Maa Tamil short film: Subtlety packs a punch in this Gautham Vasudev Menon venture
Maa is another Ondraga Original directed by Sarjun KM after the critically acclaimed Lakshmi.Updated: Jan 31, 2018 18:33 IST
Hindustan Times, New Delhi
What does teenage pregnancy do to a girl, her family and her dreams? That knotty question is the subject of short film Maa, directed by Sarjun KM and starring Anikha and Kani Kusrut. The film has been produced by Gautham Vasudev Menon’s venture Ondraga Originals for Ondraga Entertainment.
Here is my takeaway from the film (Spoilers ahead)
The protagonist, a 10th grade girl Ammu (Anikha) faints during her hockey practice. She is seated on the bench, later joined by her friend. She asks her, “Have your periods ever been delayed?” Her friend wonders for a moment as she gulps water, and turns to her to says, “A couple of times, by a day or two.” There is worry on Ammu’s face, she hesitates for mere seconds and continues, “Has it ever been delayed by 3 or 4 weeks?” Her friend looks confused and asks, “It hasn’t. But why are you asking these questions now?” There is silence.
This simple scene tells us why it is important to educate teens about sex. It is important for them to understand their body intimately to help them make the right decisions. It is important for them to know how to deal with the raging hormones in their body.
Ammu’s sick and her mom (Kani Kusruti) wants to take her to hospital. Ammu is worried by now, but finds courage to tell her mother that she might be pregnant. Her mother, naturally, is shocked. She is angry, she questions her child how something like this could happen, and asks her why Ammu didn’t realise the repercussions of doing something like this. How would this affect the family and so on? It is an expected reaction.
A day passes and Ammu approaches her weeping mother to tell her she would do anything to make it right. “Will you do anything?” the mother asks and is responded with a nod. The mother instantly tells her, “Die.” It is not loud, it is not dramatic. She just utters this one word so simply that it packs more power.
This instant reaction to teenage pregnancy is common in reality. There is no second thought here because fear overrides common sense.
But that night, the mother wakes up after a nightmare. She sees her daughter slitting her wrist and realises how much weight her word carries, especially in this sensitive situation.
She immediately goes to check on her daughter, hugs her and apologises for reacting like that. She decides to take care of the decision and sits down to ask her daughter exactly what happened and when it all happened.
When did it happen? Where? Who? How are all common questions. But, this mother asks, “Did he do it with your permission?” That one questions hits you so hard. The question that popped in my mind as I watched this scene unfold was, “Do we even consider the emotions of the girl or the boy in cases of teenage pregnancy?”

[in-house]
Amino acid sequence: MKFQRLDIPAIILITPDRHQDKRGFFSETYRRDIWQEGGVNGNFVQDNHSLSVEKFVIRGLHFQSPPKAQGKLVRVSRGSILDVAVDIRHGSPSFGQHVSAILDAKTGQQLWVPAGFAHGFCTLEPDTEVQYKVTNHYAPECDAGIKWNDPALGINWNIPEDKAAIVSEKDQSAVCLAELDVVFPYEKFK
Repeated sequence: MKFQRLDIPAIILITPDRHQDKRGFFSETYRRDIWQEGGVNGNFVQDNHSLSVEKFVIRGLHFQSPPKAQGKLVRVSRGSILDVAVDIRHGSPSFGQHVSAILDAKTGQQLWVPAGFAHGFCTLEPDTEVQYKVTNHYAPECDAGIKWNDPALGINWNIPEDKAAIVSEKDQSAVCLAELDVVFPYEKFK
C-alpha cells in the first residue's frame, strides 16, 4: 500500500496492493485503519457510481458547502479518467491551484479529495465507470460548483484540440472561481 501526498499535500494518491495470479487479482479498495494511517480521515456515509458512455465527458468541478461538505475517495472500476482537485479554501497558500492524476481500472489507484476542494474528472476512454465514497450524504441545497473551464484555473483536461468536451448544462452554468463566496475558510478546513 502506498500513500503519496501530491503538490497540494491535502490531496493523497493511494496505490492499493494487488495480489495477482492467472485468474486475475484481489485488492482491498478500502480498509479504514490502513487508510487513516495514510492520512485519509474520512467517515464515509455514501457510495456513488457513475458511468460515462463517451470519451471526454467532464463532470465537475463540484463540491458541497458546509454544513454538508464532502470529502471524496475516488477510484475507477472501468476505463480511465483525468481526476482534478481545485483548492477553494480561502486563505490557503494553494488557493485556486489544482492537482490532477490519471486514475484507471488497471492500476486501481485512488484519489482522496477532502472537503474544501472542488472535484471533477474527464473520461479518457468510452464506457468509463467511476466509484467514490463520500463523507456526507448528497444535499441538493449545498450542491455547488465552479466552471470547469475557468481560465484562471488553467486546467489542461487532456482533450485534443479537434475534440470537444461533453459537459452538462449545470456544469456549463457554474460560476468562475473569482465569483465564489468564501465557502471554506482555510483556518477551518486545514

The daughter hesitates before answering her mother, but she says yes. It is then that she asks if they took photos, if they took videos, or if the boy blackmailed her at any point after.
The boy in question, is Ammu’s hockey classmate, Hari. Ammu’s mother approaches him and tells him that Ammu is pregnant. Hari pleads to not reveal this to his parents. She retorts, “Then why did you do it in the first place? You should have thought about it then.” He is in tears and replies, “We thought that was love.”
The exasperation in Ammu’s mother’s expression mixed with resignation as she continues to question if he told any of his friends or took videos is an excellent scene. Especially when he says, “Aunty, I like Ammu a lot.”
The boy and the girl liked each other and simply thought this was a normal thing for couples in love to do. They are after all learning from their what they see. This paired with absence of knowledge about the act is one of the biggest contributors for teenage pregnancies.
Then comes the action - to give birth to the baby and become a teenage parent, or to abort the child - an action that is considered by both Ammu and her mother. There is no emotional blackmail involved here. Initially Ammu asks her mother, “Can we have the baby? We can both take care of them.” One would expect an outburst from the mother who is already having to deal with the situation, but we see her patiently explain how giving birth is not easy. She doesn’t say no, but instead explains what would happen if she says yes.
Coincidentally, she sees another young girl with a child working as a help at the library and realises everything that she has to give up in life if she gave birth and how that would adversely affect another life. This dawns on her so simply and the moment of truth when both the mother and daughter together come to the same decision is just right.
Does Ammu’s mother start doubting her after this? Does she stop her from meeting Hari or attending hockey classes for that matter? No. She tells her daughter that this is a lesson learnt, and she needs to concentrate on what’s important in her life now.
The pro life - pro choice debate is null and void in this situation. That is the beauty of Maa. The depth of each scene, the underlying layers are so thoughtfully written and so beautifully directed. The director Sarjun’s style of working seems to be on the lines of ‘less is more’ style, which was also seen in Lakshmi.
First Published: Jan 31, 2018 18:21 IST